Sweet Home Alabama (2002)Rated PG-13 for some language/sexual references.
Starring Reese Witherspoon, Josh Lucas, Patrick Dempsey, Fred Ward, Mary Kay Place, Jean Smart, Candice Bergen.
LVJeff's Rating: 5/10
Photo ©Touchstone Pictures. All rights reserved.
I know Reese Witherspoon can do better than Sweet Home Alabama, but I'm worried she's going to be pigeon-holed now. After she bloomed so successfully in Legally Blonde, Hollywood probably saw the opportunity to market her in the usual way. After all, what do you do with all those pretty, popular young actresses who have a gift for comic timing? You stick them in factory-assembled romantic comedies, of course.
I'd hate to see this happen to Witherspoon. I don't want her falling into the Meg Ryan trap of using only cuteness to win an audience. This actress has talent and charisma, and is steadily building a core of loyal followers who look forward to her next movie. She showed wickedness in Election and good-hearted determination in Legally Blonde. Furthermore, Election gave us a scathing cross-section of high school agendas, while Legally Blonde promoted girl-power and took a pickaxe to the "dumb blonde" stereotype. They were comedies with brains.
Sweet Home Alabama is not. If Witherspoon stepped in to a lighter, fluffier movie, she would have blown away in the wind. It may have a nice message to spread -- i.e., you don't have to be embarrassed by your background -- but it does so by using broad stereotypes of Southerners, big city denizens, and fashion industry professionals. It adds nothing to an overused main story about finding out that Mr. Right was right under your nose all along. It's a fairy tale you've heard before, with nothing special to get your attention -- no zip, no snap, no zing.
Trying their best to keep the boat afloat are the actors, who all do a fine job with their limited characters, making them more lifelike than the script may have intended them to be. Fred Ward convincingly plays a father who has obviously mellowed out through the years, now content with his life and his hobbies. His wife is played by Mary Kay Place, whose face conveys frustration with her daughter's clashing ideals. The men in the main character's life are both sympathetic and worth rooting for, thanks to strong presences by Josh Lucas and Patrick Dempsey.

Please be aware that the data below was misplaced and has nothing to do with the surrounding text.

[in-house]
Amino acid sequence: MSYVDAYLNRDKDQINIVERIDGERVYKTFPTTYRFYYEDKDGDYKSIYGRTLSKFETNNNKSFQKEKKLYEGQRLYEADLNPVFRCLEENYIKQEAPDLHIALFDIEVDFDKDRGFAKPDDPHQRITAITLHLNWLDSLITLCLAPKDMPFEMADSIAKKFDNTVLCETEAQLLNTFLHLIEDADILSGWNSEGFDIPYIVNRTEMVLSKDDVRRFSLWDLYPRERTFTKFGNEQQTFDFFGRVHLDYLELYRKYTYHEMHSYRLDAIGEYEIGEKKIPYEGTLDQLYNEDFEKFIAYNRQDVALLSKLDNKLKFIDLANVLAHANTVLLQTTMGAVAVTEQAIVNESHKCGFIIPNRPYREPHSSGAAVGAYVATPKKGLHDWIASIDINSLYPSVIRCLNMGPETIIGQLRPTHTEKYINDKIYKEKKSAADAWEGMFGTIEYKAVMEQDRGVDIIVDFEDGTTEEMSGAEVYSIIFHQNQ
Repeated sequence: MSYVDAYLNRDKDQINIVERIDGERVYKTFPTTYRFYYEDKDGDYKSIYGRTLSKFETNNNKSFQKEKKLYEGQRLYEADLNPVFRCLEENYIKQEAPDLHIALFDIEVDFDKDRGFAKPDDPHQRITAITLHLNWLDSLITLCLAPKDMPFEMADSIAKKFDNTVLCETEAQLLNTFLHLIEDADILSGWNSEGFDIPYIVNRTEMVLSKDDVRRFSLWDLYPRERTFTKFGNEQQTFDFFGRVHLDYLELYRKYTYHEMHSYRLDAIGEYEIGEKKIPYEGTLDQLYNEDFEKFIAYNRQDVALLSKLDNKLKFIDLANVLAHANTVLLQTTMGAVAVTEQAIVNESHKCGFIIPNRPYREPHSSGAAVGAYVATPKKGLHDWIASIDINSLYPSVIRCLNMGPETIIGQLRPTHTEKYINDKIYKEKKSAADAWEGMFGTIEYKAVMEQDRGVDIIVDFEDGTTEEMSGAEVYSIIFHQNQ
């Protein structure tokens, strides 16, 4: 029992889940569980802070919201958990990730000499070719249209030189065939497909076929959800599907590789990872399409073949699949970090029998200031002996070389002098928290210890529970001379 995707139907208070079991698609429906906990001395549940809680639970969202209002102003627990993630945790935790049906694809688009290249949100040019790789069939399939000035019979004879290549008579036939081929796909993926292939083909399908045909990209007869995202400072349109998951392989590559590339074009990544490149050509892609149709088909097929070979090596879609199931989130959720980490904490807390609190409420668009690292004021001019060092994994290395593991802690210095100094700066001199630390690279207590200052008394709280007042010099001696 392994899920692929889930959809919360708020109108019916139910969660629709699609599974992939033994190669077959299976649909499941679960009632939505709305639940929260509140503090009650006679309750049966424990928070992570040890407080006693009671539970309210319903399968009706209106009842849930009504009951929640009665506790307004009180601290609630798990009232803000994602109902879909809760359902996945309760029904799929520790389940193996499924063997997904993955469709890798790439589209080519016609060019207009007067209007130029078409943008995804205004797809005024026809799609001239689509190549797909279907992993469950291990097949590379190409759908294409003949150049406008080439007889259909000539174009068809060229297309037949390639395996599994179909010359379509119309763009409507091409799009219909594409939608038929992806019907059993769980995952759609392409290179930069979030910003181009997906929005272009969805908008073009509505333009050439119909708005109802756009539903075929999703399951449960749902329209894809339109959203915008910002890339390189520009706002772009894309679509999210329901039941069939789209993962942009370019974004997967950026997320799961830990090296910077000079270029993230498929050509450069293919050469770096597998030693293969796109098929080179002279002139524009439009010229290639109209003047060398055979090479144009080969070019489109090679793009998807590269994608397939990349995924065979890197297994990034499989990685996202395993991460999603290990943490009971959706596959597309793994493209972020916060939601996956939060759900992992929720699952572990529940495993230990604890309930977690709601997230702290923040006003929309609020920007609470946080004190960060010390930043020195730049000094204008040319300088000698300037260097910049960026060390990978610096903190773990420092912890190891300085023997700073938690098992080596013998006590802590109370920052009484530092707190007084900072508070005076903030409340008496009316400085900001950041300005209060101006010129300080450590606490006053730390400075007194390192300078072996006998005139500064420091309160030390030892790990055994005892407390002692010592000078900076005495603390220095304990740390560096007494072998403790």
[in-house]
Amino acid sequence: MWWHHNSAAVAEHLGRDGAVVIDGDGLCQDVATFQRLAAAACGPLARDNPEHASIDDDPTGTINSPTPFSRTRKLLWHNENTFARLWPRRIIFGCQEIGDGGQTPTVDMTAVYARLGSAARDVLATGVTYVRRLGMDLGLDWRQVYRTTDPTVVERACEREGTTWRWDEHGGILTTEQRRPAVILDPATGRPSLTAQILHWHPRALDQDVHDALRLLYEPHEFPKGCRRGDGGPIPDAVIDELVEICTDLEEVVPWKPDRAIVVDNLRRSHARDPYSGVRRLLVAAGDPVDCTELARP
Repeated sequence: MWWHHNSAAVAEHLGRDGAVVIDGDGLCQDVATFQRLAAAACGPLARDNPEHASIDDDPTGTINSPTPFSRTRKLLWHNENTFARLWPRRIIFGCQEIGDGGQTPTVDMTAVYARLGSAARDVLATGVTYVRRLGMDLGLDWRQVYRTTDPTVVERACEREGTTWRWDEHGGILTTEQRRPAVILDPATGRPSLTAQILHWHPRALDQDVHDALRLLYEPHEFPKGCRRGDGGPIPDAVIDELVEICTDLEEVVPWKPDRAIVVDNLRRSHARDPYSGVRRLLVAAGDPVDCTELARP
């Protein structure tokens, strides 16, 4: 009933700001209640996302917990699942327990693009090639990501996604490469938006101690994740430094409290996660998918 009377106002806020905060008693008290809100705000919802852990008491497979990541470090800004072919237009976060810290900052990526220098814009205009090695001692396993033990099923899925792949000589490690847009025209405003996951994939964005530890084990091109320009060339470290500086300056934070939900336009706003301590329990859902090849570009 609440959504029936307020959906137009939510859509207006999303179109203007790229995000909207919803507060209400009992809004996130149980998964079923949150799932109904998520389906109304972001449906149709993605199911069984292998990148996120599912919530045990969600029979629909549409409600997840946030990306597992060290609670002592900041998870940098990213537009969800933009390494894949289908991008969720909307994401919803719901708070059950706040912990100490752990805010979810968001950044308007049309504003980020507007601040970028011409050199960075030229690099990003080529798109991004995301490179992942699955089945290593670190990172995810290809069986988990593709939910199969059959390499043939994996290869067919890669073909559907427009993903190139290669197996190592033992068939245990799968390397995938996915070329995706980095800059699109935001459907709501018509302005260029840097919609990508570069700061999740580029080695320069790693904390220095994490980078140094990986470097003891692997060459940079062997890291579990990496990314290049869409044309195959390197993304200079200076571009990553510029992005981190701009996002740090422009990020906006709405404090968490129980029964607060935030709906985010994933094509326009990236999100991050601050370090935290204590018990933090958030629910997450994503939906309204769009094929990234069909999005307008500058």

And Withserspoon herself is the one who holds it together, naturally. As watchable as she is, though, it's sad to see there isn't anything special about her character to give her room to shine. She displays a bit of mean-spiritedness in the early part of the movie, but her character softens up soon and, from that point on, heads toward basic-romantic-comedy-heroine territory. The movie then focuses on nothing more than those events which will steer her toward Mr. Right, and Witherspoon can only go along for the ride.
I'm also disappointed about the way the film ended. Facing the traditional romantic comedy quandary of "What's the best way to dispose of Mr. Almost-Right?", this movie's attempt to come up with a solution is awkward, unconvincing, and unsatisfactory. But will it matter to audiences who are looking for a harmless, less-than-two-hour distraction for an evening's entertainment? Probably not. Hopefully, that doesn't mean Witherspoon will be pegged only for formula films in the future.
©Jeffrey Chen, Sep. 23, 2002